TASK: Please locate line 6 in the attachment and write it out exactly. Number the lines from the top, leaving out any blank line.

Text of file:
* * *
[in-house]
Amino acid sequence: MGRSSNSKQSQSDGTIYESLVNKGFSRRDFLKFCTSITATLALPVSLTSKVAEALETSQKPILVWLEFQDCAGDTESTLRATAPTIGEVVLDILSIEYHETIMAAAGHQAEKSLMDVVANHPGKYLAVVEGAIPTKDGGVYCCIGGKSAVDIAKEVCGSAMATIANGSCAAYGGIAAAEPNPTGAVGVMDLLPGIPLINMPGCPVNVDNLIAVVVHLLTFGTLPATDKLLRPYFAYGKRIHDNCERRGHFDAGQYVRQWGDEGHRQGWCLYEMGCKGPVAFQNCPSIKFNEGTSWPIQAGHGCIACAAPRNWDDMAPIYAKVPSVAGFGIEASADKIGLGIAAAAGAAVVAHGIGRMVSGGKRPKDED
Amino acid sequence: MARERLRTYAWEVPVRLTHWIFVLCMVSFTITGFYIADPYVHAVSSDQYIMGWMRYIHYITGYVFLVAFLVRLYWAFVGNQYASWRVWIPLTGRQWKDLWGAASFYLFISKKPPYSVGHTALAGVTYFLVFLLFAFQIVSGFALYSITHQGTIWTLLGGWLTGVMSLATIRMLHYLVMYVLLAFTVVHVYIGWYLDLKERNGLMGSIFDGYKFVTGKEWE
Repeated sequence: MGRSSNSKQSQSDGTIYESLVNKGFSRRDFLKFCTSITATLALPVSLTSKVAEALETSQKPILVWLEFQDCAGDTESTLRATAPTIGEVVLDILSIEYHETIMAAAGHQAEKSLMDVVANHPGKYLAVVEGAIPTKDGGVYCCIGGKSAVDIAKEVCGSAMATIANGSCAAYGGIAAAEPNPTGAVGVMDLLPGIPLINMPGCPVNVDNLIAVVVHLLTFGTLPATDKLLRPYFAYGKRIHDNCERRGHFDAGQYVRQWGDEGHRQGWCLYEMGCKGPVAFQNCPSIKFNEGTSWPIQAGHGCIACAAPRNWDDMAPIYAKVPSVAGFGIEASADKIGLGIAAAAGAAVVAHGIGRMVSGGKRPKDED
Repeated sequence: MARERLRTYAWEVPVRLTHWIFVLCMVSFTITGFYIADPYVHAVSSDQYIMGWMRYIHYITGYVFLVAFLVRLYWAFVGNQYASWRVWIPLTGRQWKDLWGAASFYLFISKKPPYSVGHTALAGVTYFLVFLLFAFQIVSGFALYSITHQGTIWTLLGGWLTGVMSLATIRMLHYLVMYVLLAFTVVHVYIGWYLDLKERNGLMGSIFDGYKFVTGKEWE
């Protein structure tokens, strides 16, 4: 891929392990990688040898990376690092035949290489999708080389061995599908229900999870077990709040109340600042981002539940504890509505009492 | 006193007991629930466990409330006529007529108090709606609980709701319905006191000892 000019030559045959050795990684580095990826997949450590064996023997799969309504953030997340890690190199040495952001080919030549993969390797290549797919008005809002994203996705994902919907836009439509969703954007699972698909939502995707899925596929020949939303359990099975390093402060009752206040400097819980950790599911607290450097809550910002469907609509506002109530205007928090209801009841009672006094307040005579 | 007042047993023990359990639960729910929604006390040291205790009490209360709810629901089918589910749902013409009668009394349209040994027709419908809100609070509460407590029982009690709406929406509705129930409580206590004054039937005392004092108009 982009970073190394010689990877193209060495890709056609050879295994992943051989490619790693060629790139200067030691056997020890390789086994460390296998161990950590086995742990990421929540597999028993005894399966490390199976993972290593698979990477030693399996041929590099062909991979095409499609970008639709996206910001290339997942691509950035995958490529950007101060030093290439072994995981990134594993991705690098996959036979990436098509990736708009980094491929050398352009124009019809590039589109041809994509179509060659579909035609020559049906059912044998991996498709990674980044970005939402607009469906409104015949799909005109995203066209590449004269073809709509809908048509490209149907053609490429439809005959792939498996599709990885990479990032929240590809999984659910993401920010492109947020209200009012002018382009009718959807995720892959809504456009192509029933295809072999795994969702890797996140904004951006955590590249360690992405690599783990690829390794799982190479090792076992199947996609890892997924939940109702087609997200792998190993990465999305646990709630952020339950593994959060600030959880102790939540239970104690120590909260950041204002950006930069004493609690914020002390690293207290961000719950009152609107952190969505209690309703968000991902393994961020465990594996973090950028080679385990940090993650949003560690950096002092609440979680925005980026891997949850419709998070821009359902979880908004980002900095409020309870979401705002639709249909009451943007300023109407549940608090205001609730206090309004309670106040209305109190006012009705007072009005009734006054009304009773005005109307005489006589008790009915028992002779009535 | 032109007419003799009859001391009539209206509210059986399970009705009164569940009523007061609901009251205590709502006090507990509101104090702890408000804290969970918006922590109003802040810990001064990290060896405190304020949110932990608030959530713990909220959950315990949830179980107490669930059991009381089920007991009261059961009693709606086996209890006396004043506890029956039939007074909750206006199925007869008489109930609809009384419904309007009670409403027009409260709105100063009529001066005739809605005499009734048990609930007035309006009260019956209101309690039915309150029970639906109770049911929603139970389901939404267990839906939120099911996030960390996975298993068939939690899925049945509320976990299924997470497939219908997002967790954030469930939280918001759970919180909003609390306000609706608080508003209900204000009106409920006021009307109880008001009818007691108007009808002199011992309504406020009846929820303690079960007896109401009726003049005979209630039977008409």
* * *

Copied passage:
């Protein structure tokens, strides 16, 4: 891929392990990688040898990376690092035949290489999708080389061995599908229900999870077990709040109340600042981002539940504890509505009492 | 006193007991629930466990409330006529007529108090709606609980709701319905006191000892 000019030559045959050795990684580095990826997949450590064996023997799969309504953030997340890690190199040495952001080919030549993969390797290549797919008005809002994203996705994902919907836009439509969703954007699972698909939502995707899925596929020949939303359990099975390093402060009752206040400097819980950790599911607290450097809550910002469907609509506002109530205007928090209801009841009672006094307040005579 | 007042047993023990359990639960729910929604006390040291205790009490209360709810629901089918589910749902013409009668009394349209040994027709419908809100609070509460407590029982009690709406929406509705129930409580206590004054039937005392004092108009 982009970073190394010689990877193209060495890709056609050879295994992943051989490619790693060629790139200067030691056997020890390789086994460390296998161990950590086995742990990421929540597999028993005894399966490390199976993972290593698979990477030693399996041929590099062909991979095409499609970008639709996206910001290339997942691509950035995958490529950007101060030093290439072994995981990134594993991705690098996959036979990436098509990736708009980094491929050398352009124009019809590039589109041809994509179509060659579909035609020559049906059912044998991996498709990674980044970005939402607009469906409104015949799909005109995203066209590449004269073809709509809908048509490209149907053609490429439809005959792939498996599709990885990479990032929240590809999984659910993401920010492109947020209200009012002018382009009718959807995720892959809504456009192509029933295809072999795994969702890797996140904004951006955590590249360690992405690599783990690829390794799982190479090792076992199947996609890892997924939940109702087609997200792998190993990465999305646990709630952020339950593994959060600030959880102790939540239970104690120590909260950041204002950006930069004493609690914020002390690293207290961000719950009152609107952190969505209690309703968000991902393994961020465990594996973090950028080679385990940090993650949003560690950096002092609440979680925005980026891997949850419709998070821009359902979880908004980002900095409020309870979401705002639709249909009451943007300023109407549940608090205001609730206090309004309670106040209305109190006012009705007072009005009734006054009304009773005005109307005489006589008790009915028992002779009535 | 032109007419003799009859001391009539209206509210059986399970009705009164569940009523007061609901009251205590709502006090507990509101104090702890408000804290969970918006922590109003802040810990001064990290060896405190304020949110932990608030959530713990909220959950315990949830179980107490669930059991009381089920007991009261059961009693709606086996209890006396004043506890029956039939007074909750206006199925007869008489109930609809009384419904309007009670409403027009409260709105100063009529001066005739809605005499009734048990609930007035309006009260019956209101309690039915309150029970639906109770049911929603139970389901939404267990839906939120099911996030960390996975298993068939939690899925049945509320976990299924997470497939219908997002967790954030469930939280918001759970919180909003609390306000609706608080508003209900204000009106409920006021009307109880008001009818007691108007009808002199011992309504406020009846929820303690079960007896109401009726003049005979209630039977008409």